Help Pass Direct Wine Shipping in Pennsylvania


Currently, Pennsylvania ranks as the most restrictive, most burdensome and most anti-consumer state for wine lovers. Not only does the state ban all direct to consumer shipments of wine and ban the convenience of purchasing wine in a grocery store, but also the state maintains a monopoly on the distribution and retail sale of wine.

To put it in stark terms, the state, not the free market, completely controls how Pennsylvanians may buy wine, which wines Pennsylvanians may purchase and where they may purchase them.

This year Pennsylvania Governor Tom Corbett made a substantial effort to get the state out of the business of selling and distributing wine. The bill he and his allies put forth would not only have put wine sales in the hands of the free market, but would also given wine consumes partial access to the direct to consumer wine shipping channels.

This effort failed before the General Assembly adjourned primarily due to the influence of state liquor store unions and their members’ efforts to stop “privatization”, as well as due to the issue being linked to other controversial issues.

However, in June HB 121, a bill sponsored by Representative Curtis Sonney, allowing direct to consumer wine shipments from out-of-state wineries passed the House by a 200-1 vote and is now sitting in the Senate’s Law & Justice Committee awaiting consideration, which is not likely to happen until lawmakers return in the Fall.

The provisions of HB 121 are:

1. Consumers may purchase and have shipped to them wine from in state and out of state wineries.

2. Consumers would be banned from ordering non-domestic wines currently for sale in other markets, wines sold at auction and wines provided by “Wine-of-the-Month Clubs due to a ban on out-of-state wine stores shipping to the state.

3.  Consumers would be limited to having 12 bottles of wine per month shipped to them from any individual winery.

 4. The State’s existing 18% “Jonestown Flood” tax that now applies to sales of wine at state-owbed stores would be slapped on the sale of wine direct from wineries as well as a 6% sales tax

HB 121 does not fully meet the AWCC’s criteria for a “Pro-Consumer” wine shipping bill primarily because it 1) bans the delivery of any imported wines from American wine retailers, and 2) limits too harshly the amount of wine that could be shipped from a single winery or retailer to a consumer in a given month.

In evaluating any wine-related bill, the AWCC takes a number of factors into account before it chooses to support or oppose the bill. Among those factors are the current conditions under which the state’s wine consumers are forced to operate. In the case of Pennsylvania, any improvement in the laws would be a huge improvement given the extraordinary burdens under which consumers in PA must currently operate.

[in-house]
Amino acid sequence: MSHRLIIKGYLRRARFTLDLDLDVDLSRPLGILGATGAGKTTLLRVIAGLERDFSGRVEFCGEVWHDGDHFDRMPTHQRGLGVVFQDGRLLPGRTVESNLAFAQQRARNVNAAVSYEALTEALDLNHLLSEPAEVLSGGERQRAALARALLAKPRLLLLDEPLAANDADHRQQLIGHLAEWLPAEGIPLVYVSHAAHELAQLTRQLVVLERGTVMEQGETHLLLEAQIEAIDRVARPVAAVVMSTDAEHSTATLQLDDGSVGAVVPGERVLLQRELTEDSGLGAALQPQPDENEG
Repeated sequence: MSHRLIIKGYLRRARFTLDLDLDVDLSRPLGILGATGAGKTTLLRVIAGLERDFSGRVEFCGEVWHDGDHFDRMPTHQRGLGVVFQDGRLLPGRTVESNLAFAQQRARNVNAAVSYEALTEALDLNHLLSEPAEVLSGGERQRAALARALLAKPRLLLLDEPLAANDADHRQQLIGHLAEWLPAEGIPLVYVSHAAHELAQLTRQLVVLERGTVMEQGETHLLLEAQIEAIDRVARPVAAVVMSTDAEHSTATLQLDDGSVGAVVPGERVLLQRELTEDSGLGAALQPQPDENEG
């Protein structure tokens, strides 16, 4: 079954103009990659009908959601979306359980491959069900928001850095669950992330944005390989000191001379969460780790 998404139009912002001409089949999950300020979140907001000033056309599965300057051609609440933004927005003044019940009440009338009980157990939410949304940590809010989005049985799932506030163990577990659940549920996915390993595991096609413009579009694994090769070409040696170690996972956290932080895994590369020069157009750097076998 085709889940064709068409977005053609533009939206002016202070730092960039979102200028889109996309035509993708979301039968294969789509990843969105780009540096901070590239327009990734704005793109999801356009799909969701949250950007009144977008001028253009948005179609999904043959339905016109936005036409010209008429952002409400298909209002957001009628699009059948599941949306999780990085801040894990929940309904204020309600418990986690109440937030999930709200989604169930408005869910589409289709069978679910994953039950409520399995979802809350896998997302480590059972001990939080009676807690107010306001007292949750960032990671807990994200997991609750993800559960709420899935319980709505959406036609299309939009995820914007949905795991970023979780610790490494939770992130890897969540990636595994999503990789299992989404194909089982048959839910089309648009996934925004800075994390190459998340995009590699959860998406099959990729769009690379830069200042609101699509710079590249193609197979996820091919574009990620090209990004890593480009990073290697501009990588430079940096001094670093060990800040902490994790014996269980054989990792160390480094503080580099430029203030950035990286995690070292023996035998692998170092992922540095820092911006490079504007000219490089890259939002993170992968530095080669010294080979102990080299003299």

All of AWCC’s research shows that direct-to-consumer shipments from wineries is the most important factor in consumers improving their access to wine. HB 121 allows this, though certain restrictions noted above dilute the impact of this bill.

This bill would meet our criteria for “Pro-Consumer” if the following changes were made to HB 121:

1. Allow the direct to consumer shipment of wines from out-of-state retailers in order to assure consumers had access to imported wines, rare wines, out-of-vintage wines, collectible wines and wine-of-the-month club shipments, all items that are sold only by U.S. retailers alone.

2. Increase the amount of wine that a consumer could order from a single winery to 3 cases in any given month.

3. The removal of the 18% “Jonestown Flood” tax on shipped wines.

One thing is clear with regard to Pennsylvania’s wine consumers. They deserve and require improved access to the wines they want and without improved access they will continue to be severely burdened under the most arbitrary, restrictive and archaic collection of anti-consumer wine access laws in the nation.

Given this need, the AWCC will be supporting HB 121 and at the same time strongly arguing for amendments to the bill to make it much more consumer friendly. In particular, AWCC will make the case that retailer to consumer shipping is a critical to consumer interests.


1. Residents of Pennsylvania ought to immediately contact the members of the Senate the Law & Justice committee to express their concern that HB 121 ought to be amended to allow shipments from out of state retail stores. Those committee members with linked email addresses are:

Sen. Alloway, Richard L., II, Vice Chair
Sen. Scarnati, Joseph B
., III, Ex‑Officio
Sen. Erickson, Edwin B
Sen. Rafferty, John C., Jr
Sen. White, Donald C
Sen. Yaw, Gene

Sen. Fontana, Wayne D
Sen. Tartaglione, Christine M
Sen. Williams, Anthony H.

2. Wine lovers and consumers not living in Pennsylvania ought to familiarize themselves with HB 121 and the reasons it needs amending. Additionally, they ought to contact any friends, family, and colleagues in Pennsylvania, alert them to HB 121 and urge them to contact members of the Senate Law & Justice Committee to urge to amend then pass HB 121

Read AWCC’s “ACTION ALERT” on HB 121